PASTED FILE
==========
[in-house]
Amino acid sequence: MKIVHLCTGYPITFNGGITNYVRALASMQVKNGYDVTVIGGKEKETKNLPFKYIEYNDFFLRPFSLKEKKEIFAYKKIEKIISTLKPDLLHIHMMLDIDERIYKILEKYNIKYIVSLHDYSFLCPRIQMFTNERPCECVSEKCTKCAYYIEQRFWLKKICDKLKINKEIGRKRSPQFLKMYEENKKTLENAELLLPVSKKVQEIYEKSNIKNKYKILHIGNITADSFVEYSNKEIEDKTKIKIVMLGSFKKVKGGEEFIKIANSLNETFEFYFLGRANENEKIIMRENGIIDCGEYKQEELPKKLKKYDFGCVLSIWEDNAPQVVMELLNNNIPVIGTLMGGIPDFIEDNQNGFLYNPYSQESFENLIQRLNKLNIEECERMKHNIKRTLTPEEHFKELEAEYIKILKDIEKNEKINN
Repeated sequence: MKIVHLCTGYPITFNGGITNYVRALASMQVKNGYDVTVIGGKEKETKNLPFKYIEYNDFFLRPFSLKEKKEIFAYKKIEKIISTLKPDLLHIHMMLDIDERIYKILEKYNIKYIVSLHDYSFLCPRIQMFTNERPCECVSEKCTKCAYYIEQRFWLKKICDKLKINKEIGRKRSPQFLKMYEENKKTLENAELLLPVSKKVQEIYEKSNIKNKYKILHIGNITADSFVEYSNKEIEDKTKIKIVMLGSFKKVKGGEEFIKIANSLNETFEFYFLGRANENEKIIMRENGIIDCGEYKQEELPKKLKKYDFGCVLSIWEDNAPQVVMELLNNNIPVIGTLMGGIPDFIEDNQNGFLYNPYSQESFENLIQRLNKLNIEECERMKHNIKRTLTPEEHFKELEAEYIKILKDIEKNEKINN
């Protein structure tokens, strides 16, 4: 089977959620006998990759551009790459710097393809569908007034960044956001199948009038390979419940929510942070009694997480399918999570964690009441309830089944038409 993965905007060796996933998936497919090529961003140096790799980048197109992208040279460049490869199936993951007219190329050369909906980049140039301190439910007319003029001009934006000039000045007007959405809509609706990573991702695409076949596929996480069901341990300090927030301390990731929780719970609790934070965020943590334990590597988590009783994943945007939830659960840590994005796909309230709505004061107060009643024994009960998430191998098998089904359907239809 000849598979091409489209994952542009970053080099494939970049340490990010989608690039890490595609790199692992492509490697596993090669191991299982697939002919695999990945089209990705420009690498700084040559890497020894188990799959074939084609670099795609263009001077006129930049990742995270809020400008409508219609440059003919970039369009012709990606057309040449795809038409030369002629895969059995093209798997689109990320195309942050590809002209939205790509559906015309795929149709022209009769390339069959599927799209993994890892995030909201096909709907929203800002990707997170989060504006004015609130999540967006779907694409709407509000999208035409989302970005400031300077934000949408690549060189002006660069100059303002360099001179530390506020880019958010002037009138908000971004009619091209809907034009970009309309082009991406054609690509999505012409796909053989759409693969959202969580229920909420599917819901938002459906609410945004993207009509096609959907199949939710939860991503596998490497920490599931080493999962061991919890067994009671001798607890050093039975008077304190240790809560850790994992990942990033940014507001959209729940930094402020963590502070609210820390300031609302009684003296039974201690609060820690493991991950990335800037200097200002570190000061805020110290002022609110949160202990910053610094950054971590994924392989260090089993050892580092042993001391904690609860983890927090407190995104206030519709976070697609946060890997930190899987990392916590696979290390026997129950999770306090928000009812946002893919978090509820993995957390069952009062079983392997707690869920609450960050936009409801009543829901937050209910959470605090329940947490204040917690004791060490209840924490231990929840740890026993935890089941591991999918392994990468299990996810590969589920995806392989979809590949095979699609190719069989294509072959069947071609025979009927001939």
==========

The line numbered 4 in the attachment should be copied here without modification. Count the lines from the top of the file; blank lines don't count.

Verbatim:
């Protein structure tokens, strides 16, 4: 089977959620006998990759551009790459710097393809569908007034960044956001199948009038390979419940929510942070009694997480399918999570964690009441309830089944038409 993965905007060796996933998936497919090529961003140096790799980048197109992208040279460049490869199936993951007219190329050369909906980049140039301190439910007319003029001009934006000039000045007007959405809509609706990573991702695409076949596929996480069901341990300090927030301390990731929780719970609790934070965020943590334990590597988590009783994943945007939830659960840590994005796909309230709505004061107060009643024994009960998430191998098998089904359907239809 000849598979091409489209994952542009970053080099494939970049340490990010989608690039890490595609790199692992492509490697596993090669191991299982697939002919695999990945089209990705420009690498700084040559890497020894188990799959074939084609670099795609263009001077006129930049990742995270809020400008409508219609440059003919970039369009012709990606057309040449795809038409030369002629895969059995093209798997689109990320195309942050590809002209939205790509559906015309795929149709022209009769390339069959599927799209993994890892995030909201096909709907929203800002990707997170989060504006004015609130999540967006779907694409709407509000999208035409989302970005400031300077934000949408690549060189002006660069100059303002360099001179530390506020880019958010002037009138908000971004009619091209809907034009970009309309082009991406054609690509999505012409796909053989759409693969959202969580229920909420599917819901938002459906609410945004993207009509096609959907199949939710939860991503596998490497920490599931080493999962061991919890067994009671001798607890050093039975008077304190240790809560850790994992990942990033940014507001959209729940930094402020963590502070609210820390300031609302009684003296039974201690609060820690493991991950990335800037200097200002570190000061805020110290002022609110949160202990910053610094950054971590994924392989260090089993050892580092042993001391904690609860983890927090407190995104206030519709976070697609946060890997930190899987990392916590696979290390026997129950999770306090928000009812946002893919978090509820993995957390069952009062079983392997707690869920609450960050936009409801009543829901937050209910959470605090329940947490204040917690004791060490209840924490231990929840740890026993935890089941591991999918392994990468299990996810590969589920995806392989979809590949095979699609190719069989294509072959069947071609025979009927001939």